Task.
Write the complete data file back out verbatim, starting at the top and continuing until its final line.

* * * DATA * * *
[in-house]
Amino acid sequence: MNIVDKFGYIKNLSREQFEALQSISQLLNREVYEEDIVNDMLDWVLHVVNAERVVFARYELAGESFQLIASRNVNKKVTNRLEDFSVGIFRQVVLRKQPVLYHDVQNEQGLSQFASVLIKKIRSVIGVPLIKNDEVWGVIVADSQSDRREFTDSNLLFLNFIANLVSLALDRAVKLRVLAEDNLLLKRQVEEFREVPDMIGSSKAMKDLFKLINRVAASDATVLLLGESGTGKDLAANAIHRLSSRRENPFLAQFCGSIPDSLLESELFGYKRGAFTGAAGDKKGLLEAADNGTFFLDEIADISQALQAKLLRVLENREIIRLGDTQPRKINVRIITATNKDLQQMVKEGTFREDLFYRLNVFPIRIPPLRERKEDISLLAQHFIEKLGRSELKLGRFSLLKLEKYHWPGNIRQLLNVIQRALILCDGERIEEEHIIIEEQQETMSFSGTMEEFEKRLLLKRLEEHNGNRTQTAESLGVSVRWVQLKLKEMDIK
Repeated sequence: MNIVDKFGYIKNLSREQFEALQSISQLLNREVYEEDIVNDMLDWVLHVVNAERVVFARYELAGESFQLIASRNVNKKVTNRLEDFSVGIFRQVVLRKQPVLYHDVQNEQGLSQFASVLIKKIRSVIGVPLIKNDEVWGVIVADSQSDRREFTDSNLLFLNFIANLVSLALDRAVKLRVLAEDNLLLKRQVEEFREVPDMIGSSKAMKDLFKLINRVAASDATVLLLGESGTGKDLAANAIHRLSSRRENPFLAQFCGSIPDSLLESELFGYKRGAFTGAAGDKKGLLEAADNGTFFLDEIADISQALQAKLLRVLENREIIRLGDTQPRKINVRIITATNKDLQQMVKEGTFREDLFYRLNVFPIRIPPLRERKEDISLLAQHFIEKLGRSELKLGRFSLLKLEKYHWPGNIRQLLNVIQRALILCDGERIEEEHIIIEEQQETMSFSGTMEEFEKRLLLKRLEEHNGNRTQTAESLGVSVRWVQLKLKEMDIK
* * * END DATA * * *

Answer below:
[in-house]
Amino acid sequence: MNIVDKFGYIKNLSREQFEALQSISQLLNREVYEEDIVNDMLDWVLHVVNAERVVFARYELAGESFQLIASRNVNKKVTNRLEDFSVGIFRQVVLRKQPVLYHDVQNEQGLSQFASVLIKKIRSVIGVPLIKNDEVWGVIVADSQSDRREFTDSNLLFLNFIANLVSLALDRAVKLRVLAEDNLLLKRQVEEFREVPDMIGSSKAMKDLFKLINRVAASDATVLLLGESGTGKDLAANAIHRLSSRRENPFLAQFCGSIPDSLLESELFGYKRGAFTGAAGDKKGLLEAADNGTFFLDEIADISQALQAKLLRVLENREIIRLGDTQPRKINVRIITATNKDLQQMVKEGTFREDLFYRLNVFPIRIPPLRERKEDISLLAQHFIEKLGRSELKLGRFSLLKLEKYHWPGNIRQLLNVIQRALILCDGERIEEEHIIIEEQQETMSFSGTMEEFEKRLLLKRLEEHNGNRTQTAESLGVSVRWVQLKLKEMDIK
Repeated sequence: MNIVDKFGYIKNLSREQFEALQSISQLLNREVYEEDIVNDMLDWVLHVVNAERVVFARYELAGESFQLIASRNVNKKVTNRLEDFSVGIFRQVVLRKQPVLYHDVQNEQGLSQFASVLIKKIRSVIGVPLIKNDEVWGVIVADSQSDRREFTDSNLLFLNFIANLVSLALDRAVKLRVLAEDNLLLKRQVEEFREVPDMIGSSKAMKDLFKLINRVAASDATVLLLGESGTGKDLAANAIHRLSSRRENPFLAQFCGSIPDSLLESELFGYKRGAFTGAAGDKKGLLEAADNGTFFLDEIADISQALQAKLLRVLENREIIRLGDTQPRKINVRIITATNKDLQQMVKEGTFREDLFYRLNVFPIRIPPLRERKEDISLLAQHFIEKLGRSELKLGRFSLLKLEKYHWPGNIRQLLNVIQRALILCDGERIEEEHIIIEEQQETMSFSGTMEEFEKRLLLKRLEEHNGNRTQTAESLGVSVRWVQLKLKEMDIK